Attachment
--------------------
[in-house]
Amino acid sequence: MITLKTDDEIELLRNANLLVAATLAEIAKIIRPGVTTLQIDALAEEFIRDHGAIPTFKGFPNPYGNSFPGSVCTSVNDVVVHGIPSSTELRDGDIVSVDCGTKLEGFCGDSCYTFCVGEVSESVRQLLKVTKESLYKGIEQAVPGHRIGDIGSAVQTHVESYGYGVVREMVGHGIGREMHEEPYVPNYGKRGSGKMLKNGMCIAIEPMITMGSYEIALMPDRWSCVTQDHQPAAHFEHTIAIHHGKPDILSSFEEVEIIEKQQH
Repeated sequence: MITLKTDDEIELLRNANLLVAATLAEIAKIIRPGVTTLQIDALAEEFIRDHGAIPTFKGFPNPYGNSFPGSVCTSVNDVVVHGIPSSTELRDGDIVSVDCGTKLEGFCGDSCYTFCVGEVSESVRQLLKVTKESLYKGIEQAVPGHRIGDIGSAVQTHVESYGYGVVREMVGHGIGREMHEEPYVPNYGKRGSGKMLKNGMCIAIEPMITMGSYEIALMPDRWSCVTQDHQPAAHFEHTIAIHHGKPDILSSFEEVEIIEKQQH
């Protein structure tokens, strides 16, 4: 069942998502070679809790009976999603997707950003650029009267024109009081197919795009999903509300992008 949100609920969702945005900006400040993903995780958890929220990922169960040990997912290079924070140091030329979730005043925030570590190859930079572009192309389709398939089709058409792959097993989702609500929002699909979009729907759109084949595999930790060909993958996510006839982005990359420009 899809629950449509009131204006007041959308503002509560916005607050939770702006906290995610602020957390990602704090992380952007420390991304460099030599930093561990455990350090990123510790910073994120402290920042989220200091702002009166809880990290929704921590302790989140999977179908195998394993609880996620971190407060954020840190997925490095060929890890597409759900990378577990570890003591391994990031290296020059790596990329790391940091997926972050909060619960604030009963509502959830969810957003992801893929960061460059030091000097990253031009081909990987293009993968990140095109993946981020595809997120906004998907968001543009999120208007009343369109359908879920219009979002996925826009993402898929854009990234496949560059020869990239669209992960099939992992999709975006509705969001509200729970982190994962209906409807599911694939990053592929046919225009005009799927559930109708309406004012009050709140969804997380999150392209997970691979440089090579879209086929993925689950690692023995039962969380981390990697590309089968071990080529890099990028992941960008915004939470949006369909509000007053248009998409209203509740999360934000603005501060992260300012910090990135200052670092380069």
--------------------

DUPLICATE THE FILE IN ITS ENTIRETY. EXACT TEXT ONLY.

[in-house]
Amino acid sequence: MITLKTDDEIELLRNANLLVAATLAEIAKIIRPGVTTLQIDALAEEFIRDHGAIPTFKGFPNPYGNSFPGSVCTSVNDVVVHGIPSSTELRDGDIVSVDCGTKLEGFCGDSCYTFCVGEVSESVRQLLKVTKESLYKGIEQAVPGHRIGDIGSAVQTHVESYGYGVVREMVGHGIGREMHEEPYVPNYGKRGSGKMLKNGMCIAIEPMITMGSYEIALMPDRWSCVTQDHQPAAHFEHTIAIHHGKPDILSSFEEVEIIEKQQH
Repeated sequence: MITLKTDDEIELLRNANLLVAATLAEIAKIIRPGVTTLQIDALAEEFIRDHGAIPTFKGFPNPYGNSFPGSVCTSVNDVVVHGIPSSTELRDGDIVSVDCGTKLEGFCGDSCYTFCVGEVSESVRQLLKVTKESLYKGIEQAVPGHRIGDIGSAVQTHVESYGYGVVREMVGHGIGREMHEEPYVPNYGKRGSGKMLKNGMCIAIEPMITMGSYEIALMPDRWSCVTQDHQPAAHFEHTIAIHHGKPDILSSFEEVEIIEKQQH
């Protein structure tokens, strides 16, 4: 069942998502070679809790009976999603997707950003650029009267024109009081197919795009999903509300992008 949100609920969702945005900006400040993903995780958890929220990922169960040990997912290079924070140091030329979730005043925030570590190859930079572009192309389709398939089709058409792959097993989702609500929002699909979009729907759109084949595999930790060909993958996510006839982005990359420009 899809629950449509009131204006007041959308503002509560916005607050939770702006906290995610602020957390990602704090992380952007420390991304460099030599930093561990455990350090990123510790910073994120402290920042989220200091702002009166809880990290929704921590302790989140999977179908195998394993609880996620971190407060954020840190997925490095060929890890597409759900990378577990570890003591391994990031290296020059790596990329790391940091997926972050909060619960604030009963509502959830969810957003992801893929960061460059030091000097990253031009081909990987293009993968990140095109993946981020595809997120906004998907968001543009999120208007009343369109359908879920219009979002996925826009993402898929854009990234496949560059020869990239669209992960099939992992999709975006509705969001509200729970982190994962209906409807599911694939990053592929046919225009005009799927559930109708309406004012009050709140969804997380999150392209997970691979440089090579879209086929993925689950690692023995039962969380981390990697590309089968071990080529890099990028992941960008915004939470949006369909509000007053248009998409209203509740999360934000603005501060992260300012910090990135200052670092380069």